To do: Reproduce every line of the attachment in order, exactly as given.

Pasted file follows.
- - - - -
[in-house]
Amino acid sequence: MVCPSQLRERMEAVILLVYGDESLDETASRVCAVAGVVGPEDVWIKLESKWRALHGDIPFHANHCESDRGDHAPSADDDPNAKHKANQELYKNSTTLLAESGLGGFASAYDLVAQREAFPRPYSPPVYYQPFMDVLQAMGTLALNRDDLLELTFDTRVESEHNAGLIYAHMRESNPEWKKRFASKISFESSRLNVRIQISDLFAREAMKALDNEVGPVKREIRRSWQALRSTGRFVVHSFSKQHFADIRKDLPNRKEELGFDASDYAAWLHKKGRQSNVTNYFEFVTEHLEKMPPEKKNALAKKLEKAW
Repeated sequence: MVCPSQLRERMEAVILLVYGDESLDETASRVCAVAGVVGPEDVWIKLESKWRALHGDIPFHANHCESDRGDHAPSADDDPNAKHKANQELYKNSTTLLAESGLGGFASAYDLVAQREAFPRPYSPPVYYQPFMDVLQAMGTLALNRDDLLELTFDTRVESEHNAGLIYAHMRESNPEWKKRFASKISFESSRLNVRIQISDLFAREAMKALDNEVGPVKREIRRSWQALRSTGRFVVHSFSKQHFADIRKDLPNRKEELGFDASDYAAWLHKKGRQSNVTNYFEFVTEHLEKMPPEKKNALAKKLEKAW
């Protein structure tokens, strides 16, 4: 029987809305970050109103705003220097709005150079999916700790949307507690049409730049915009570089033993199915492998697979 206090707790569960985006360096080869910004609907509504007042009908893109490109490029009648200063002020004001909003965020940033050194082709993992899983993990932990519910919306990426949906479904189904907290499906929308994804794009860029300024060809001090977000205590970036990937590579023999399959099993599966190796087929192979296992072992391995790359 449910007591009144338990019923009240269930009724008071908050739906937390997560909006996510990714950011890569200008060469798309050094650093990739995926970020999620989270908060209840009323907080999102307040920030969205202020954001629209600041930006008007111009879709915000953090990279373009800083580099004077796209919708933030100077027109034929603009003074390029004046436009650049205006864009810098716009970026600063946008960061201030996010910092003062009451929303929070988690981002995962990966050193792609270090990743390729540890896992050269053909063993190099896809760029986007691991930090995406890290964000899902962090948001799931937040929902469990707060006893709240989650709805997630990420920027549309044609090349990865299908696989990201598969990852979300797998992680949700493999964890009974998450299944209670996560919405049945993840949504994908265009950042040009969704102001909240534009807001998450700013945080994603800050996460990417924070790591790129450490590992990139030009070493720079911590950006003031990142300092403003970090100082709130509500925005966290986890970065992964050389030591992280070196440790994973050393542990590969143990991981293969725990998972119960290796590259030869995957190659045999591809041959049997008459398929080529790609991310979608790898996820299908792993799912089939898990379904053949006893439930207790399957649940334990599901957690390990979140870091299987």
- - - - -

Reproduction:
[in-house]
Amino acid sequence: MVCPSQLRERMEAVILLVYGDESLDETASRVCAVAGVVGPEDVWIKLESKWRALHGDIPFHANHCESDRGDHAPSADDDPNAKHKANQELYKNSTTLLAESGLGGFASAYDLVAQREAFPRPYSPPVYYQPFMDVLQAMGTLALNRDDLLELTFDTRVESEHNAGLIYAHMRESNPEWKKRFASKISFESSRLNVRIQISDLFAREAMKALDNEVGPVKREIRRSWQALRSTGRFVVHSFSKQHFADIRKDLPNRKEELGFDASDYAAWLHKKGRQSNVTNYFEFVTEHLEKMPPEKKNALAKKLEKAW
Repeated sequence: MVCPSQLRERMEAVILLVYGDESLDETASRVCAVAGVVGPEDVWIKLESKWRALHGDIPFHANHCESDRGDHAPSADDDPNAKHKANQELYKNSTTLLAESGLGGFASAYDLVAQREAFPRPYSPPVYYQPFMDVLQAMGTLALNRDDLLELTFDTRVESEHNAGLIYAHMRESNPEWKKRFASKISFESSRLNVRIQISDLFAREAMKALDNEVGPVKREIRRSWQALRSTGRFVVHSFSKQHFADIRKDLPNRKEELGFDASDYAAWLHKKGRQSNVTNYFEFVTEHLEKMPPEKKNALAKKLEKAW
């Protein structure tokens, strides 16, 4: 029987809305970050109103705003220097709005150079999916700790949307507690049409730049915009570089033993199915492998697979 206090707790569960985006360096080869910004609907509504007042009908893109490109490029009648200063002020004001909003965020940033050194082709993992899983993990932990519910919306990426949906479904189904907290499906929308994804794009860029300024060809001090977000205590970036990937590579023999399959099993599966190796087929192979296992072992391995790359 449910007591009144338990019923009240269930009724008071908050739906937390997560909006996510990714950011890569200008060469798309050094650093990739995926970020999620989270908060209840009323907080999102307040920030969205202020954001629209600041930006008007111009879709915000953090990279373009800083580099004077796209919708933030100077027109034929603009003074390029004046436009650049205006864009810098716009970026600063946008960061201030996010910092003062009451929303929070988690981002995962990966050193792609270090990743390729540890896992050269053909063993190099896809760029986007691991930090995406890290964000899902962090948001799931937040929902469990707060006893709240989650709805997630990420920027549309044609090349990865299908696989990201598969990852979300797998992680949700493999964890009974998450299944209670996560919405049945993840949504994908265009950042040009969704102001909240534009807001998450700013945080994603800050996460990417924070790591790129450490590992990139030009070493720079911590950006003031990142300092403003970090100082709130509500925005966290986890970065992964050389030591992280070196440790994973050393542990590969143990991981293969725990998972119960290796590259030869995957190659045999591809041959049997008459398929080529790609991310979608790898996820299908792993799912089939898990379904053949006893439930207790399957649940334990599901957690390990979140870091299987």